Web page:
a. While the court of appeals remanded the case to EPA to "permit the Administrator to explain her conclusions more fully," Pet. App. 16, it did not "grant[]" the petition for review as petitioners contend (Pet. 3). The court did not accept, or even resolve, petitioners' arguments on the merits. Instead, the court concluded that "[w]e therefore need not resolve the debate between the parties over whether the Clean Air Act authorizes the Administrator to decline to protect an identifiable group of asthmatics from a known adverse health effect." Pet App. 16. See also id. at 15 (stating that the court could not review the Administrator's decisions without her answers to certain questions). Likewise, petitioners did not succeed in "winning" a decision that "rejected EPA's decision as not meeting the basic tests for reasoned decision-making." Pet. 12. The court of appeals did not find that EPA's decision was unreasonable, arbitrary, or capricious. Indeed, as the court explained, "[t]he agency may be able to justify its position with a simple response containing no reformation of the challenged portion of the rules." Pet. App. 3 (quoting Sierra Club v. EPA, 769 F.2d 796, 806 (D.C. Cir. 1985)). And while the case was remanded to "permit the Administrator to explain her conclusions more fully" (Pet. App. 16), she was not ordered to undertake a new rulemaking or required to "reconsider the public health consequences" (Pet. 17) of her decision as petitioners allege. Indeed, the sole basis for the court of appeals' remand decision was an argument not raised by petitioners-that the EPA Administrator had failed adequately to explain her actions.
Thus, notwithstanding petitioners' contrary characterization of the court of appeals' decision, petitioners have not obtained the "modicum of success" necessary for an award of attorneys' fees and costs. Nor can petitioners' effort to cast the remand as a "substantive" as opposed to "procedural" victory (Pet. 15-16) affect their entitlement to fees. At bottom, the court of appeals' decision does not provide petitioners with any of the benefit they sought in bringing the suit since EPA is not required to reconsider or modify the substance of its decision. And while the remand may provide petitioners another chance to persuade EPA that it was wrong and should revise the NAAQS to provide additional protections to asthmatics, this is the same opportunity available to every member of the general public.
b. Petitioners assert that when courts review agency decisions not to act, there is no action to be vacated or reversed, and that the decision here begins to define a class of cases in which challenges to agency inaction "may win all there is to win, but still not qualify for an award of fees and costs." Pet. 6. While it is true that a remand may provide a petitioner all the relief that a court is authorized to provide in a particular situation, petitioners here did not "win" a remand that materially benefits them in any way based on any claim they raised. The remand was not premised on a review of the merits of petitioners' claims, a rejection of EPA's rationale, a finding that EPA's action was inconsistent with the Clean Air Act, or any deficiency in the factual evidence. EPA's decision not to revise the NAAQS stands. The Agency is under no obligation to initiate another rulemaking or even to reexamine its prior decision. EPA's only obligation is to provide a further explanation for the decision it did make. Thus, rather than defining a class of cases where fees are denied to parties who "win all there is to win," the court of appeals' decision here simply required these fee petitioners to meet their burden of demonstrating some success on the merits of their claims.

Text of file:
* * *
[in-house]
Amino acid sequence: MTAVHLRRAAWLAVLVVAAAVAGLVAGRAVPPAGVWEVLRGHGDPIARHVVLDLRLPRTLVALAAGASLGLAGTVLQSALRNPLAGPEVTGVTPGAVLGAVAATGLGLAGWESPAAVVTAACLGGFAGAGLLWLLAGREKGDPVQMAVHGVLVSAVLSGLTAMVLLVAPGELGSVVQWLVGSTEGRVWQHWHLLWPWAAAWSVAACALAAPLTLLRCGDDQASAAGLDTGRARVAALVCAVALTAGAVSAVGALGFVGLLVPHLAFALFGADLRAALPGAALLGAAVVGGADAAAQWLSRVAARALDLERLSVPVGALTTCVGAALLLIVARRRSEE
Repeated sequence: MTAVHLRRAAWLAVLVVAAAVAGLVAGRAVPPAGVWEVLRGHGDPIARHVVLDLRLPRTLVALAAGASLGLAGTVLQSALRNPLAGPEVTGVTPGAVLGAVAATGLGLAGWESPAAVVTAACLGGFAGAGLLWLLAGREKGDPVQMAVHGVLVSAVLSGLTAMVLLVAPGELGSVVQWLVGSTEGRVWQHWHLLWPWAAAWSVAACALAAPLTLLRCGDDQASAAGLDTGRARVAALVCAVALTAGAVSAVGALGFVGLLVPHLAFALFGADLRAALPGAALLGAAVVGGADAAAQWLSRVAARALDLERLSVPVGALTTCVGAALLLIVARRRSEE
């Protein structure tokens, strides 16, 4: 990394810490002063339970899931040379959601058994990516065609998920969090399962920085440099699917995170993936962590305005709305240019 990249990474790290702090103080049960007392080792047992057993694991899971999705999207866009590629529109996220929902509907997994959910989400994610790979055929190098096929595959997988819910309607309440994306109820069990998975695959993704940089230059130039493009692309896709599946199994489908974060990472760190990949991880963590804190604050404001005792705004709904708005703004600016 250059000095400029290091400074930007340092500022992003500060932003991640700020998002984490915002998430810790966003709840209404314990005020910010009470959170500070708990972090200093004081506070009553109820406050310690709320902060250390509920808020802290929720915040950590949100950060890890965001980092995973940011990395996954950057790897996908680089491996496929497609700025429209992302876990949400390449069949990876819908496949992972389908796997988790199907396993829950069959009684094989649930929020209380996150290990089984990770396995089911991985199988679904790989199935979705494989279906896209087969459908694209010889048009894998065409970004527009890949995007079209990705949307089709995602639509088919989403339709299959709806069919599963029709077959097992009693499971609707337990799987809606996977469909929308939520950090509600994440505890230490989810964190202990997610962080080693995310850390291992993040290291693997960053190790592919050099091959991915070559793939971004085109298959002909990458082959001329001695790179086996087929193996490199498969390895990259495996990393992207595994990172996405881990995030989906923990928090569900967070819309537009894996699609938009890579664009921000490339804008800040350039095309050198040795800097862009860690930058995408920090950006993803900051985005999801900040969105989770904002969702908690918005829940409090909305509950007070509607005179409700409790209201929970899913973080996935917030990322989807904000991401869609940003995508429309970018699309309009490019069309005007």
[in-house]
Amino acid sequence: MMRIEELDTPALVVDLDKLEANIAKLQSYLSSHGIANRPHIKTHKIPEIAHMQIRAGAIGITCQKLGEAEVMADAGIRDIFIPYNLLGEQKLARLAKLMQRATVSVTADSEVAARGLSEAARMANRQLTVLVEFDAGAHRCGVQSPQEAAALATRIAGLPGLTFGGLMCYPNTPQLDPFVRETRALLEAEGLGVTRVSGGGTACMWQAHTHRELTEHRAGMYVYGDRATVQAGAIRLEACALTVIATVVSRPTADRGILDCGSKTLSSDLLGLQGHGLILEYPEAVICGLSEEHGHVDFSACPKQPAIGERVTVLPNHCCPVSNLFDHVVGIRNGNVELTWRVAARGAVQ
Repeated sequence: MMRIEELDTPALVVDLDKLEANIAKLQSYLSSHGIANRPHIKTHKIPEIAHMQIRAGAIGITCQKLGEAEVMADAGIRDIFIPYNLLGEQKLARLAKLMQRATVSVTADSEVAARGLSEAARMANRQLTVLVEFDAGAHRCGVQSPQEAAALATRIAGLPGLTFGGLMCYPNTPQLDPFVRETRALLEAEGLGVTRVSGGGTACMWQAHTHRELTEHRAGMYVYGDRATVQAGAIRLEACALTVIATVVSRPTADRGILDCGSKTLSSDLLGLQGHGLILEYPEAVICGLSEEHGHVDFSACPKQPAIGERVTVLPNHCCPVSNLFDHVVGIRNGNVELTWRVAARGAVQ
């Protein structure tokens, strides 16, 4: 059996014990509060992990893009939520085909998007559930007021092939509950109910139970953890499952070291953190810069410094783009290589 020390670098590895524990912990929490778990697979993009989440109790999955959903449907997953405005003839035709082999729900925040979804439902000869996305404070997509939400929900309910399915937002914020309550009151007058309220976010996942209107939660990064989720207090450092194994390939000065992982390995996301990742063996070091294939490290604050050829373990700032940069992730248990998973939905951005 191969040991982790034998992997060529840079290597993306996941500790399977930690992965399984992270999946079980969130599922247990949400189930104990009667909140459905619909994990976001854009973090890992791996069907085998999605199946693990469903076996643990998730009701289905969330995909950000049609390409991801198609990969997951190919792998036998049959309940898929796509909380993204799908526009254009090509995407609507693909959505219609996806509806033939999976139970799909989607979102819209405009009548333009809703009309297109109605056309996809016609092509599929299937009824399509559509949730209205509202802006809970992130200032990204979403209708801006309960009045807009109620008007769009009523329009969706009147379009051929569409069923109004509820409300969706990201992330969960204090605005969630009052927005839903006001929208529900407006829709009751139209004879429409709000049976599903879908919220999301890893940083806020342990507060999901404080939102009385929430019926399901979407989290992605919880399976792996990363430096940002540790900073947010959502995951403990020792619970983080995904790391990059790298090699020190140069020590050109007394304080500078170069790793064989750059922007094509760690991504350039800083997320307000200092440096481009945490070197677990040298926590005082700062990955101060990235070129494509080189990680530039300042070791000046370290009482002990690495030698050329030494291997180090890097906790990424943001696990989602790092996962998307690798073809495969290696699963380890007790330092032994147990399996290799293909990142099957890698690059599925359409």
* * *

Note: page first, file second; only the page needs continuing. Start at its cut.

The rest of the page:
c. Petitioners suggest that they obtained "further relief" that entitles them to attorneys' fees based on a post-remand Settlement Agreement they negotiated with EPA (Pet. 4-5). Under the agreement, which was not filed in the court of appeals or any other court, EPA agreed to take final action on the remand no later than December 2000 and, in exchange, petitioners agreed not to seek rehearing or petition this Court for a writ of certiorari from the original decision. Although petitioners argued to the court of appeals that the post-remand Settlement Agreement provided an alternative basis for fee entitlement, the court plainly did not agree since it denied the fee request. In any event, in cases where EPA has agreed or courts have directed EPA to pay plaintiffs' attorneys' fees for obtaining a schedule for agency action, the Agency has been under a statutory duty to meet a specific deadline. While EPA must complete the remand directed by the court, the court did not order the Agency to complete the remand within any particular time frame, and EPA agreed to a deadline only because petitioners agreed in return that they would not press further appeals of the court's decision.